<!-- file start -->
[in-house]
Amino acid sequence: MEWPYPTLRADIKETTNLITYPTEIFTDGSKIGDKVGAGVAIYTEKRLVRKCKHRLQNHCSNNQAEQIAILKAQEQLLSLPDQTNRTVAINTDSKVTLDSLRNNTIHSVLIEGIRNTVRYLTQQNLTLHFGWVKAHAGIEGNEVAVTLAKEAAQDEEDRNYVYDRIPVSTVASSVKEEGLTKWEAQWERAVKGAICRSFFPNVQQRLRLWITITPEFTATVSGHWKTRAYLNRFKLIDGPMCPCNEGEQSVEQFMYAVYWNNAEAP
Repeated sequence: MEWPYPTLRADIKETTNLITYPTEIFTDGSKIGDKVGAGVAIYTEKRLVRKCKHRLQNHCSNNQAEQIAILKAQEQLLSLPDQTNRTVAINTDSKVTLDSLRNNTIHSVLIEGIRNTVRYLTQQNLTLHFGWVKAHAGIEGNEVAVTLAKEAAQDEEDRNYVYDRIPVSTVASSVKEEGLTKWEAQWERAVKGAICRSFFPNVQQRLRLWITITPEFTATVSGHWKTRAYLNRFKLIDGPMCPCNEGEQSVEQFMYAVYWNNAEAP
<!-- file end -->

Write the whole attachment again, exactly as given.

[in-house]
Amino acid sequence: MEWPYPTLRADIKETTNLITYPTEIFTDGSKIGDKVGAGVAIYTEKRLVRKCKHRLQNHCSNNQAEQIAILKAQEQLLSLPDQTNRTVAINTDSKVTLDSLRNNTIHSVLIEGIRNTVRYLTQQNLTLHFGWVKAHAGIEGNEVAVTLAKEAAQDEEDRNYVYDRIPVSTVASSVKEEGLTKWEAQWERAVKGAICRSFFPNVQQRLRLWITITPEFTATVSGHWKTRAYLNRFKLIDGPMCPCNEGEQSVEQFMYAVYWNNAEAP
Repeated sequence: MEWPYPTLRADIKETTNLITYPTEIFTDGSKIGDKVGAGVAIYTEKRLVRKCKHRLQNHCSNNQAEQIAILKAQEQLLSLPDQTNRTVAINTDSKVTLDSLRNNTIHSVLIEGIRNTVRYLTQQNLTLHFGWVKAHAGIEGNEVAVTLAKEAAQDEEDRNYVYDRIPVSTVASSVKEEGLTKWEAQWERAVKGAICRSFFPNVQQRLRLWITITPEFTATVSGHWKTRAYLNRFKLIDGPMCPCNEGEQSVEQFMYAVYWNNAEAP